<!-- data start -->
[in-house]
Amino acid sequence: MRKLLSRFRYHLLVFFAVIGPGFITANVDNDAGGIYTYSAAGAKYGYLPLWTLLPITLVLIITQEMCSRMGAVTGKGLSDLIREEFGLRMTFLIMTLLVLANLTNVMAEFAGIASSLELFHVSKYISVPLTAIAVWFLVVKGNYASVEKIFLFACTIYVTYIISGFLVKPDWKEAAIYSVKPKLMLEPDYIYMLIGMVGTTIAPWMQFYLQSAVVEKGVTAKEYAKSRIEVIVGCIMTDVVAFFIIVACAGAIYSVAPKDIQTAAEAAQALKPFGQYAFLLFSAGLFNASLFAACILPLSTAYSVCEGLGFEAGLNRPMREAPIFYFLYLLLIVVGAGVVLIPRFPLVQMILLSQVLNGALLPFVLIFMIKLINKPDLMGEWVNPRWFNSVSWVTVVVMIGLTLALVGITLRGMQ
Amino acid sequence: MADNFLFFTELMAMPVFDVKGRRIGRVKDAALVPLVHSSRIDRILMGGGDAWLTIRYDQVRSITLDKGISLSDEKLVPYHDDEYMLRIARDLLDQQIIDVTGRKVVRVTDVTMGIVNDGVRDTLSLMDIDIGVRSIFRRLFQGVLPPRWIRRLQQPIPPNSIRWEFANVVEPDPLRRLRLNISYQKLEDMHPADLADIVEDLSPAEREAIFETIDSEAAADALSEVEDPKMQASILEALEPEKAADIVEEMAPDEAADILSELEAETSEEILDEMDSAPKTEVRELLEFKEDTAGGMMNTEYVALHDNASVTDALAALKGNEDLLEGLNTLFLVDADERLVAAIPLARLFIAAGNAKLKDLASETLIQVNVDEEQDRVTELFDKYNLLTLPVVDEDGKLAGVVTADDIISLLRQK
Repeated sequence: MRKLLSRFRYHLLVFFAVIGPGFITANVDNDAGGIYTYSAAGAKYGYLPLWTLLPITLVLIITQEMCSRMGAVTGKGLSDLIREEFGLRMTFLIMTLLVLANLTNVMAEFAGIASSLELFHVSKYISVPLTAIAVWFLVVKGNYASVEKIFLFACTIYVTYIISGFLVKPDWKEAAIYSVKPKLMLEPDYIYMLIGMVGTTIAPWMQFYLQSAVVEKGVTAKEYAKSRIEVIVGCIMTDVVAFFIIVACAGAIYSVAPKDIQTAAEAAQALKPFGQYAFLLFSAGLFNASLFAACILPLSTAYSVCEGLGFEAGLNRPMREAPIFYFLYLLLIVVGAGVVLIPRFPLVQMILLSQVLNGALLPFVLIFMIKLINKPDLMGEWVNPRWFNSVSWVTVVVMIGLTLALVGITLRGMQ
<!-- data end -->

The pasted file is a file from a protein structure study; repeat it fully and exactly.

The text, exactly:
[in-house]
Amino acid sequence: MRKLLSRFRYHLLVFFAVIGPGFITANVDNDAGGIYTYSAAGAKYGYLPLWTLLPITLVLIITQEMCSRMGAVTGKGLSDLIREEFGLRMTFLIMTLLVLANLTNVMAEFAGIASSLELFHVSKYISVPLTAIAVWFLVVKGNYASVEKIFLFACTIYVTYIISGFLVKPDWKEAAIYSVKPKLMLEPDYIYMLIGMVGTTIAPWMQFYLQSAVVEKGVTAKEYAKSRIEVIVGCIMTDVVAFFIIVACAGAIYSVAPKDIQTAAEAAQALKPFGQYAFLLFSAGLFNASLFAACILPLSTAYSVCEGLGFEAGLNRPMREAPIFYFLYLLLIVVGAGVVLIPRFPLVQMILLSQVLNGALLPFVLIFMIKLINKPDLMGEWVNPRWFNSVSWVTVVVMIGLTLALVGITLRGMQ
Amino acid sequence: MADNFLFFTELMAMPVFDVKGRRIGRVKDAALVPLVHSSRIDRILMGGGDAWLTIRYDQVRSITLDKGISLSDEKLVPYHDDEYMLRIARDLLDQQIIDVTGRKVVRVTDVTMGIVNDGVRDTLSLMDIDIGVRSIFRRLFQGVLPPRWIRRLQQPIPPNSIRWEFANVVEPDPLRRLRLNISYQKLEDMHPADLADIVEDLSPAEREAIFETIDSEAAADALSEVEDPKMQASILEALEPEKAADIVEEMAPDEAADILSELEAETSEEILDEMDSAPKTEVRELLEFKEDTAGGMMNTEYVALHDNASVTDALAALKGNEDLLEGLNTLFLVDADERLVAAIPLARLFIAAGNAKLKDLASETLIQVNVDEEQDRVTELFDKYNLLTLPVVDEDGKLAGVVTADDIISLLRQK
Repeated sequence: MRKLLSRFRYHLLVFFAVIGPGFITANVDNDAGGIYTYSAAGAKYGYLPLWTLLPITLVLIITQEMCSRMGAVTGKGLSDLIREEFGLRMTFLIMTLLVLANLTNVMAEFAGIASSLELFHVSKYISVPLTAIAVWFLVVKGNYASVEKIFLFACTIYVTYIISGFLVKPDWKEAAIYSVKPKLMLEPDYIYMLIGMVGTTIAPWMQFYLQSAVVEKGVTAKEYAKSRIEVIVGCIMTDVVAFFIIVACAGAIYSVAPKDIQTAAEAAQALKPFGQYAFLLFSAGLFNASLFAACILPLSTAYSVCEGLGFEAGLNRPMREAPIFYFLYLLLIVVGAGVVLIPRFPLVQMILLSQVLNGALLPFVLIFMIKLINKPDLMGEWVNPRWFNSVSWVTVVVMIGLTLALVGITLRGMQ